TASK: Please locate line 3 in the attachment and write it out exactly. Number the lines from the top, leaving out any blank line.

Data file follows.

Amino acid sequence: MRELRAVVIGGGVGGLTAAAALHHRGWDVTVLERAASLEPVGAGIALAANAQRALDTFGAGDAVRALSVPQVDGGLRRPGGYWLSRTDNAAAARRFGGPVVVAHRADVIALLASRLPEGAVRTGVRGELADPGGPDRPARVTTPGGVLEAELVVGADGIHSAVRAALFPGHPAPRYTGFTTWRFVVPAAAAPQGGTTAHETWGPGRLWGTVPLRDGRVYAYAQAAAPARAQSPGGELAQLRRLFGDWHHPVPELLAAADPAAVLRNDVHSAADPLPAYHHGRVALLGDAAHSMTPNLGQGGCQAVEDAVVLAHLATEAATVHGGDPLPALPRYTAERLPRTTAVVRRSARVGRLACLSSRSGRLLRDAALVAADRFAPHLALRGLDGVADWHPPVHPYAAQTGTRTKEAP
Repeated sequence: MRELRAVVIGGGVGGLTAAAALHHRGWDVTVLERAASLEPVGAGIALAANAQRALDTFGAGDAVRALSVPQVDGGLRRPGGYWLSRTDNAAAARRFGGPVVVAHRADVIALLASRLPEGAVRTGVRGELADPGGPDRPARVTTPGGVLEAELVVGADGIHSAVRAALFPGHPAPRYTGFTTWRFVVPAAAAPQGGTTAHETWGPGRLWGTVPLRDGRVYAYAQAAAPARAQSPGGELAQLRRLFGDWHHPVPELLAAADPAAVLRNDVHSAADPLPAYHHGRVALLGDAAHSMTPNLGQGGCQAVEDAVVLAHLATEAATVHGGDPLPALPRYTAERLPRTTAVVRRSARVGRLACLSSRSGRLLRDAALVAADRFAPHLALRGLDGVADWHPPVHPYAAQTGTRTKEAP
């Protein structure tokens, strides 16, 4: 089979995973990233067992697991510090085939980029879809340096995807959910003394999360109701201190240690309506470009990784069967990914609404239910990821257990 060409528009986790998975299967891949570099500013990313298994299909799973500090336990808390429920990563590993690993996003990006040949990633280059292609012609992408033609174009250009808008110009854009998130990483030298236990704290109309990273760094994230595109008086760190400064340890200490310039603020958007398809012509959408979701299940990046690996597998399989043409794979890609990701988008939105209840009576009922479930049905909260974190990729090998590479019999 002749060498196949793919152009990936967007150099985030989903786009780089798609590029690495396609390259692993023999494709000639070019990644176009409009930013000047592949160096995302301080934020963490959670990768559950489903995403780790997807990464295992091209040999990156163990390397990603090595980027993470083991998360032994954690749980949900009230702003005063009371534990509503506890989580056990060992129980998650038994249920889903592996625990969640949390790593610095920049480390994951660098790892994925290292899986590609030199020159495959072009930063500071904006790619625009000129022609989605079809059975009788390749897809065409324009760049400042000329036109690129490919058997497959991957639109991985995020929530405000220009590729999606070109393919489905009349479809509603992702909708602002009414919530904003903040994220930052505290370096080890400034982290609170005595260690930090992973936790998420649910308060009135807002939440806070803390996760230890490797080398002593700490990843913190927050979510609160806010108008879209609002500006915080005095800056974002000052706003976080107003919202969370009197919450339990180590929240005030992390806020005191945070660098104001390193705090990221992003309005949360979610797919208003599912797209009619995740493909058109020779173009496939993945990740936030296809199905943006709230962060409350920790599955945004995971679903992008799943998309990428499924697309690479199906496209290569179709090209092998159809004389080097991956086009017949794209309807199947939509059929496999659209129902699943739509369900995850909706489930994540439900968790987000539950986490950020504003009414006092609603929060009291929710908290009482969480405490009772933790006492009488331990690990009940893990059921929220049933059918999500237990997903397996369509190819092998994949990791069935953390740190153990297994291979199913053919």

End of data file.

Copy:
């Protein structure tokens, strides 16, 4: 089979995973990233067992697991510090085939980029879809340096995807959910003394999360109701201190240690309506470009990784069967990914609404239910990821257990 060409528009986790998975299967891949570099500013990313298994299909799973500090336990808390429920990563590993690993996003990006040949990633280059292609012609992408033609174009250009808008110009854009998130990483030298236990704290109309990273760094994230595109008086760190400064340890200490310039603020958007398809012509959408979701299940990046690996597998399989043409794979890609990701988008939105209840009576009922479930049905909260974190990729090998590479019999 002749060498196949793919152009990936967007150099985030989903786009780089798609590029690495396609390259692993023999494709000639070019990644176009409009930013000047592949160096995302301080934020963490959670990768559950489903995403780790997807990464295992091209040999990156163990390397990603090595980027993470083991998360032994954690749980949900009230702003005063009371534990509503506890989580056990060992129980998650038994249920889903592996625990969640949390790593610095920049480390994951660098790892994925290292899986590609030199020159495959072009930063500071904006790619625009000129022609989605079809059975009788390749897809065409324009760049400042000329036109690129490919058997497959991957639109991985995020929530405000220009590729999606070109393919489905009349479809509603992702909708602002009414919530904003903040994220930052505290370096080890400034982290609170005595260690930090992973936790998420649910308060009135807002939440806070803390996760230890490797080398002593700490990843913190927050979510609160806010108008879209609002500006915080005095800056974002000052706003976080107003919202969370009197919450339990180590929240005030992390806020005191945070660098104001390193705090990221992003309005949360979610797919208003599912797209009619995740493909058109020779173009496939993945990740936030296809199905943006709230962060409350920790599955945004995971679903992008799943998309990428499924697309690479199906496209290569179709090209092998159809004389080097991956086009017949794209309807199947939509059929496999659209129902699943739509369900995850909706489930994540439900968790987000539950986490950020504003009414006092609603929060009291929710908290009482969480405490009772933790006492009488331990690990009940893990059921929220049933059918999500237990997903397996369509190819092998994949990791069935953390740190153990297994291979199913053919």